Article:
If “Europe Is Fine” Why Is Deutsche Bank Deleveraging At The Fastest Pace Since The Crisis of 2011?
- If “Europe Is Fine” Why Is Deutsche Bank Deleveraging At The Fastest Pace Since The Crisis of 2011?
by Tyler Durden, www.zerohedge.com
Early today, Deutsche Bank disappointed markets when it reported a second quarter Net Income number of €335 million, or half of what the company made in the previous quarter, and less than half of what consensus expected. However, just like in the US, where as we showed previously it was FASB accounting gimmicks that “allowed” Bank of America to convert a loss into a $4 billion profit, so Deutsche Bank’s real Net Income, aka its Total Comprehensive Loss, number when factoring all the other MTM Income Statement components such as AFS, FX translation and pension adjustments, was lower by €1.1 billion.
But not even that was the real story in DB’s numbers. Recall that it was Zero Hedge who in April first brought attention to Deutsche Bank’s epic, single biggest on earth, total gross derivative exposure of €55.6 trillion, bigger than that of JP Morgan: disclosure which as we understand caused some consternation among German political circles. This followed our previous disclosure from May 2012 when we first reported that the bank’s Core Tier 1 ratio as the worst of any bank in Europe, and thus the world. This was subsequently reinforced by none other than former Kansas Fed president and current FDIC Vice Chairmam, Tom Hoenig, who said that Deutsche Bank is “is horribly undercapitalized… it’s ridiculous.” Naturally this means that just like every US bank, the real story is not in the income statement but in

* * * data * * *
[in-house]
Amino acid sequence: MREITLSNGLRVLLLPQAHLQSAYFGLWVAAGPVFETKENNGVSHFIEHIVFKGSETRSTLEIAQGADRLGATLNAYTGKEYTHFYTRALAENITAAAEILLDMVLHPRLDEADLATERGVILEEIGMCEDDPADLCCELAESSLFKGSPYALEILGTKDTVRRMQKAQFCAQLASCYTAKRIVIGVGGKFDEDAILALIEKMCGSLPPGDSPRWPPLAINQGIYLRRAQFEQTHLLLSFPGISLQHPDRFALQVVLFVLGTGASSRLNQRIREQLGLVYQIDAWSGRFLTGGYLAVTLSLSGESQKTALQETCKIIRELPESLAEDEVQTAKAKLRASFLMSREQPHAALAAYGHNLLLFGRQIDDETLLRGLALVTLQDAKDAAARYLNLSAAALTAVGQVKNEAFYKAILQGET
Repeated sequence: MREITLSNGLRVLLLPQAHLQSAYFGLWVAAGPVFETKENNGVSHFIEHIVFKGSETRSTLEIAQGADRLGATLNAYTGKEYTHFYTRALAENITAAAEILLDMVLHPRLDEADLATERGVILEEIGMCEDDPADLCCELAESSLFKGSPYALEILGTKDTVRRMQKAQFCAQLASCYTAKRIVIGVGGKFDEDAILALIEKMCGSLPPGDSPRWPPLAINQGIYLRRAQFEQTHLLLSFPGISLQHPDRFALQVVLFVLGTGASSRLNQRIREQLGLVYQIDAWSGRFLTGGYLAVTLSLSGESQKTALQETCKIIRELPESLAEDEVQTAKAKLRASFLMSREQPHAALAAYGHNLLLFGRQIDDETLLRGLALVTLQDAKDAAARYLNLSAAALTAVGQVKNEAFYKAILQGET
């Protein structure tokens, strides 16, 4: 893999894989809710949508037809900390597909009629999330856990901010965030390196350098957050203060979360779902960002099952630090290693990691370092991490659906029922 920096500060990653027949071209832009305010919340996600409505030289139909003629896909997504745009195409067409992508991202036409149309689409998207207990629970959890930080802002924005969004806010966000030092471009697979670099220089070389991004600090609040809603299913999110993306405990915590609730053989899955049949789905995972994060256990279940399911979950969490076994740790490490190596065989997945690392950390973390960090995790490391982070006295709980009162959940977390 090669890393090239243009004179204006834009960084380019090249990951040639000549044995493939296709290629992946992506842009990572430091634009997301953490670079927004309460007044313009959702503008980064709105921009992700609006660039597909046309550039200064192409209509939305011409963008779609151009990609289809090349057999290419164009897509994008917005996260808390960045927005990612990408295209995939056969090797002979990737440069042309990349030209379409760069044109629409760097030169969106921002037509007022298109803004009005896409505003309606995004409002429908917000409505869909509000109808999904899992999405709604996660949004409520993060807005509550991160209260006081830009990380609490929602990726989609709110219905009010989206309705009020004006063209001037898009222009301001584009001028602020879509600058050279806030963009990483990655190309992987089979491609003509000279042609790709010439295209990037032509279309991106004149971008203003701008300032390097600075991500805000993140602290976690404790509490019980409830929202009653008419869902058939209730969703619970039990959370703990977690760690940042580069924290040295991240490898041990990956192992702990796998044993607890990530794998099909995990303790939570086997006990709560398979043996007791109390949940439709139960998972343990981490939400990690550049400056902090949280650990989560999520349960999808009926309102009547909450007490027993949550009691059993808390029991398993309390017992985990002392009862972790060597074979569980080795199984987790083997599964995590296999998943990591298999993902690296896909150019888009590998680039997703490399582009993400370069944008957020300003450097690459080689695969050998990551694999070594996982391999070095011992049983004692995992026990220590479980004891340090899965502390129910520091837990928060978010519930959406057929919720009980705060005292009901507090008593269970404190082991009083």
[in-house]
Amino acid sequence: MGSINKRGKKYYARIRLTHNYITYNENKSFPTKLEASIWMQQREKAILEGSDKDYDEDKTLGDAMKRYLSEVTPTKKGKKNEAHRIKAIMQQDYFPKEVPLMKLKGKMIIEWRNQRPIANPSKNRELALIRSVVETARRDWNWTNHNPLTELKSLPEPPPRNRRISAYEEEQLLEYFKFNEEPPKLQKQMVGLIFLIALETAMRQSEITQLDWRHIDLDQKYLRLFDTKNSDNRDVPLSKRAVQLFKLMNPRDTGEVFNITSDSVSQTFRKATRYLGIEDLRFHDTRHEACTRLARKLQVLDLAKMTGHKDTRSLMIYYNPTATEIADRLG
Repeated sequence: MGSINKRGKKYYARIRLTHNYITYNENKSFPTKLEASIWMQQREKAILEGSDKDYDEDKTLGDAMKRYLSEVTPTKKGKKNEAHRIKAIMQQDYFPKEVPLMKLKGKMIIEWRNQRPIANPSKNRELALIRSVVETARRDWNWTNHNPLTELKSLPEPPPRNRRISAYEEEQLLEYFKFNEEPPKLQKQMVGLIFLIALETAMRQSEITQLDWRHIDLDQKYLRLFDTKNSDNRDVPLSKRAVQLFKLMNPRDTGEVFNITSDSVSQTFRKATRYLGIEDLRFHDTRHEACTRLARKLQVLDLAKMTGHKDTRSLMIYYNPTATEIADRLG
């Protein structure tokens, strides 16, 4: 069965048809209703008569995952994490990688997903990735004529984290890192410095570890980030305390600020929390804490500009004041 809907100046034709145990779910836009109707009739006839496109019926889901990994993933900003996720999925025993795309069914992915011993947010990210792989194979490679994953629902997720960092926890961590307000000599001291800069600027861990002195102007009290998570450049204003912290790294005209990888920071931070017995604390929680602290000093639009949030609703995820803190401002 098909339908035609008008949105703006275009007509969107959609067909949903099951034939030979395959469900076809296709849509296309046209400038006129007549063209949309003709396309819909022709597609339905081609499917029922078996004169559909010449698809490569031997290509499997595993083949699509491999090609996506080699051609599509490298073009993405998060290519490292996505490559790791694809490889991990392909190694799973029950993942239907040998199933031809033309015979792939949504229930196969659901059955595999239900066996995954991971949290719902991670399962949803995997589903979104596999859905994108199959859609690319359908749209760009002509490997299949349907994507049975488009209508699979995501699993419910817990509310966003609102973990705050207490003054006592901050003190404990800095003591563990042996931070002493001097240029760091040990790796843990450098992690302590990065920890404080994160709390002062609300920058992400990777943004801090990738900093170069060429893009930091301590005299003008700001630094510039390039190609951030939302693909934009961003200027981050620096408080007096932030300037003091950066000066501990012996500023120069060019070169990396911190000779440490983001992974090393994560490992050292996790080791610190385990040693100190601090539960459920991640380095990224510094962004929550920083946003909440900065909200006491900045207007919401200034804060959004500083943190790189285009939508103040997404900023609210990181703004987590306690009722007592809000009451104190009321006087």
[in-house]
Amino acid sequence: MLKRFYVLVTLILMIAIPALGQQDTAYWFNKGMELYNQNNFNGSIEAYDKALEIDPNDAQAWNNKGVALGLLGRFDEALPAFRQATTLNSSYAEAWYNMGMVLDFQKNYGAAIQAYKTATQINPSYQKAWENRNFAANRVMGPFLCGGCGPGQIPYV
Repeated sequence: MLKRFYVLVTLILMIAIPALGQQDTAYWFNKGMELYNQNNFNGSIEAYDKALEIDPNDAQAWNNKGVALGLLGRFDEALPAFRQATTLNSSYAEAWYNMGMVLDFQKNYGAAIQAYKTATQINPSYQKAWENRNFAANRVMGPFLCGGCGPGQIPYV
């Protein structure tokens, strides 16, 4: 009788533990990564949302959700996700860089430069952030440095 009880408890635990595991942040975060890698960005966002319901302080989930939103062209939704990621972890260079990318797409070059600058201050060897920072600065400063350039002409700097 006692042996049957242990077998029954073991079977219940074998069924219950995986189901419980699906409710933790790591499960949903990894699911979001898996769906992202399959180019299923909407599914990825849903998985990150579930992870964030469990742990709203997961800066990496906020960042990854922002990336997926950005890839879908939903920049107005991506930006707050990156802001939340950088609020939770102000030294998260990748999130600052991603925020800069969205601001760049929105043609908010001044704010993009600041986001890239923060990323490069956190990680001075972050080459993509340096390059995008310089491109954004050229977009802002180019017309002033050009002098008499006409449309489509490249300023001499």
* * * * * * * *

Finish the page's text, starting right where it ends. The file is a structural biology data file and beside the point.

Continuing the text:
the balance sheet.